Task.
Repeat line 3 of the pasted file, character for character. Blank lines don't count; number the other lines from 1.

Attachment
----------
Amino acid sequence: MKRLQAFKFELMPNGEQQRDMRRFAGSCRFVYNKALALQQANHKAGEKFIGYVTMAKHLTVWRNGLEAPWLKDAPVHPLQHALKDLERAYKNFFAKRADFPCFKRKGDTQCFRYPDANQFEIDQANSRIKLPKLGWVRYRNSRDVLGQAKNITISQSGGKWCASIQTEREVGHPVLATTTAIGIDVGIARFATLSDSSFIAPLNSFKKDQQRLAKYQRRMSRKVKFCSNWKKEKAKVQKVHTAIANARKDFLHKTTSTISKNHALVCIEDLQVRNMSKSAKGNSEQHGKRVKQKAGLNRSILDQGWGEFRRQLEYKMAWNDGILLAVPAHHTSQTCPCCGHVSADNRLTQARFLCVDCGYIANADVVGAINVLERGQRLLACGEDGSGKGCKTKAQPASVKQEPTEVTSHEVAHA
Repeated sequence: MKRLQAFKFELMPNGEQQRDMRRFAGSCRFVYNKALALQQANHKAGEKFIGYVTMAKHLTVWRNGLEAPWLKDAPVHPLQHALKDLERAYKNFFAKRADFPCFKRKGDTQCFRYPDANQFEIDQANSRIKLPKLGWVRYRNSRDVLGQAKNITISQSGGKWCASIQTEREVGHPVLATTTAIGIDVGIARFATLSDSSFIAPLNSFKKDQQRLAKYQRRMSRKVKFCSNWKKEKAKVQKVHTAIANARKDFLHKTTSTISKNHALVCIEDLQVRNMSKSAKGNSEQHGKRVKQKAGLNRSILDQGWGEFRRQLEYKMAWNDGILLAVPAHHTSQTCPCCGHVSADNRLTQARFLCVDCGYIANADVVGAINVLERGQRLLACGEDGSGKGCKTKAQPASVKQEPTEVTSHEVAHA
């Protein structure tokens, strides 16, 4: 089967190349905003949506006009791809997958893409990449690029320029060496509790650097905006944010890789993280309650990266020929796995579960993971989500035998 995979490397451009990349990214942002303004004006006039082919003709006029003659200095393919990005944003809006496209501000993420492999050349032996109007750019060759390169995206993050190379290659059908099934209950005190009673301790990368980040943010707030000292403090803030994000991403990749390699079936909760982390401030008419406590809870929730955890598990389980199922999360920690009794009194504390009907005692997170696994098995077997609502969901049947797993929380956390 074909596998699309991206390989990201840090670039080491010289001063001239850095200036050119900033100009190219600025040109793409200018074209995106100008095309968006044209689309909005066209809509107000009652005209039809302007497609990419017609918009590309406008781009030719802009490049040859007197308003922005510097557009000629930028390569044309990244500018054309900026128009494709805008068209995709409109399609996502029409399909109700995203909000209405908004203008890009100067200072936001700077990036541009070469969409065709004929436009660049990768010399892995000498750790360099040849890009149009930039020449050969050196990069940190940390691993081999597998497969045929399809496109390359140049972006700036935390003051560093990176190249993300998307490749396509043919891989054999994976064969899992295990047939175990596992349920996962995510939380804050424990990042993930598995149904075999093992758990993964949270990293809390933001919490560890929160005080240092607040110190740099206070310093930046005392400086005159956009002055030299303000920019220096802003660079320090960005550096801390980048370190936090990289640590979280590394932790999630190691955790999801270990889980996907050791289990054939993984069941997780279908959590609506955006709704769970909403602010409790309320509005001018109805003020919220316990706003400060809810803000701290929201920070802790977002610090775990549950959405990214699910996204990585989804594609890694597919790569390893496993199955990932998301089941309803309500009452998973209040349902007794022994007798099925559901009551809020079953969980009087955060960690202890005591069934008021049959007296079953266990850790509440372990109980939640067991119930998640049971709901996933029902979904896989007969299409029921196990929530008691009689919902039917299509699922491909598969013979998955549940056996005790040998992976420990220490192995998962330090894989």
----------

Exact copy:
């Protein structure tokens, strides 16, 4: 089967190349905003949506006009791809997958893409990449690029320029060496509790650097905006944010890789993280309650990266020929796995579960993971989500035998 995979490397451009990349990214942002303004004006006039082919003709006029003659200095393919990005944003809006496209501000993420492999050349032996109007750019060759390169995206993050190379290659059908099934209950005190009673301790990368980040943010707030000292403090803030994000991403990749390699079936909760982390401030008419406590809870929730955890598990389980199922999360920690009794009194504390009907005692997170696994098995077997609502969901049947797993929380956390 074909596998699309991206390989990201840090670039080491010289001063001239850095200036050119900033100009190219600025040109793409200018074209995106100008095309968006044209689309909005066209809509107000009652005209039809302007497609990419017609918009590309406008781009030719802009490049040859007197308003922005510097557009000629930028390569044309990244500018054309900026128009494709805008068209995709409109399609996502029409399909109700995203909000209405908004203008890009100067200072936001700077990036541009070469969409065709004929436009660049990768010399892995000498750790360099040849890009149009930039020449050969050196990069940190940390691993081999597998497969045929399809496109390359140049972006700036935390003051560093990176190249993300998307490749396509043919891989054999994976064969899992295990047939175990596992349920996962995510939380804050424990990042993930598995149904075999093992758990993964949270990293809390933001919490560890929160005080240092607040110190740099206070310093930046005392400086005159956009002055030299303000920019220096802003660079320090960005550096801390980048370190936090990289640590979280590394932790999630190691955790999801270990889980996907050791289990054939993984069941997780279908959590609506955006709704769970909403602010409790309320509005001018109805003020919220316990706003400060809810803000701290929201920070802790977002610090775990549950959405990214699910996204990585989804594609890694597919790569390893496993199955990932998301089941309803309500009452998973209040349902007794022994007798099925559901009551809020079953969980009087955060960690202890005591069934008021049959007296079953266990850790509440372990109980939640067991119930998640049971709901996933029902979904896989007969299409029921196990929530008691009689919902039917299509699922491909598969013979998955549940056996005790040998992976420990220490192995998962330090894989």